While a fairly pungent dish while cooking (braising lamb has a fairly gamey smell), this dish packed an equal punch when it came to flavor on the plate. The meat was tender, moist, and savory, and the sauce was fantastically meaty but quite rich. The potatoes did a great job when it came to leveling out this intense recipe, but even so, the lamb was best enjoyed in small servings.
Claudia Roden is not clear about the origins of this recipe, but because she talks about it being her family’s recipe, we are going to take an educated guess and say that it has Egyptian roots (but also has Tunisian and Italian variations). Roden also instructed us to grind whole almonds, but we took the easy route as Amazon has ground almond flour readily available for our consumption.
We took our internet ingredient, divided it into two portions (you will shortly find out why), and combined it with half the amount of sugar in two separate bowls. To one bowl we added rose water and to the other bowl we added orange-blossom water, so we would get to experience both flavors of the confectionary treat. The mix was then kneaded to a soft dough, then rolled in powdered sugar into 1-inch balls. The orange-flavored balls were topped with a piece of dried apricot (from our processed apricot preserves) and the rose flavored dessert was topped with a piece of slivered almond prior to serving.
I quite like the almond treats, but Gary found the flavor of both to be a bit much. Just one or two of the rose water flavored balls was more than enough, as rose water tends to turn one’s palate into a palace of perfumery. The apricot bites were easier to consume in larger amounts and our toppings of both almond and apricot turned out to be nice compliments for each flavored dessert variation.
AND IN THE END, THE FOOD YOU MAKE IS EQUAL TO THE CARE YOU TAKE…
So how was Made In Marrow’s meal number 78? As a reminder, our rating system is based on sticks of butter (because butter is best!), with 1 being the absolute worst and 5 being out of this world. Sticks of butter are assigned to Difficulty (how many kitchen fights were needed to complete the meal?), Tasty Goodness (was it a palate poor or did it make our mouths merry?), and Repeat Customer (how likely are we to return to the recipe?).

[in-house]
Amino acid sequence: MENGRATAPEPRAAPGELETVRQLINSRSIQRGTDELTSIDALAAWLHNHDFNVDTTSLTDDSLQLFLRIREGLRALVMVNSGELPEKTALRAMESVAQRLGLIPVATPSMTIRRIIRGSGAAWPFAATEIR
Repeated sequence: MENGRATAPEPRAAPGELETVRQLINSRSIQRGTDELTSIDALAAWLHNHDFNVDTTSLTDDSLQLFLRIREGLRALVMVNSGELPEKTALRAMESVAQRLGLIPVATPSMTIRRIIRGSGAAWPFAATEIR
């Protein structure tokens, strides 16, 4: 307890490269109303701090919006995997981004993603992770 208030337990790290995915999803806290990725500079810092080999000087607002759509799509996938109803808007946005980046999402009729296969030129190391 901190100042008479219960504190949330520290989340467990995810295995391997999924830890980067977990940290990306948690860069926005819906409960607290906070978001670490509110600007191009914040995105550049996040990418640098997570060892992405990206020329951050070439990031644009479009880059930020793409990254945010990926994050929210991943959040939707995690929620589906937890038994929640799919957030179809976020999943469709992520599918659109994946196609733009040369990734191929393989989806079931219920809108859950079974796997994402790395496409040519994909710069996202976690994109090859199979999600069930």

Difficulty  3/5
While dessert was a cinch, the lamb dish more than made up for this, with significant kitchen time invested to create tonight’s meal.
 4/5 Almodrote de Berengena – Eggplant Flan – Savory, salty, and a succulent side
 3/5 Marcoude aux Aubergines – Eggplant Omelette – With a touch more salt this would be a great frittata
 5/5 Veau Sofrito – Braised Veal with Turmeric and Lemon – A masterfully meaty main
 3/5 Amandines – Almond Balls – A touch grainy in texture, with higher ratings going to the orange flavor versus the rose flavor
 3/5 Almodrote de Berengena – Eggplant Flan – We are not sure the broiling, peeling, straining of the eggplant is worth the addition to this cheese flan
 3/5 Marcoude aux Aubergines – Eggplant Omelette – Again are not sure the broiling, peeling, straining of the eggplant is worth the addition to this omelet/frittata
 5/5 Veau Sofrito – Braised Veal with Turmeric and Lemon – Well worth the effort of hunting down the protein as well as significant simmer time
 2/5 Amandines – Almond Balls – Easy, but worth trying other flavors
So there you have it – we managed to travel from Turkey to Tunisia all from the comfort of our own home and without having to maintain a distance of 6 feet from all of civilization – here’s to the places that next week’s meal will take us!
Sip, sup, and savor all you can, you curious cooks,
Elais & Gary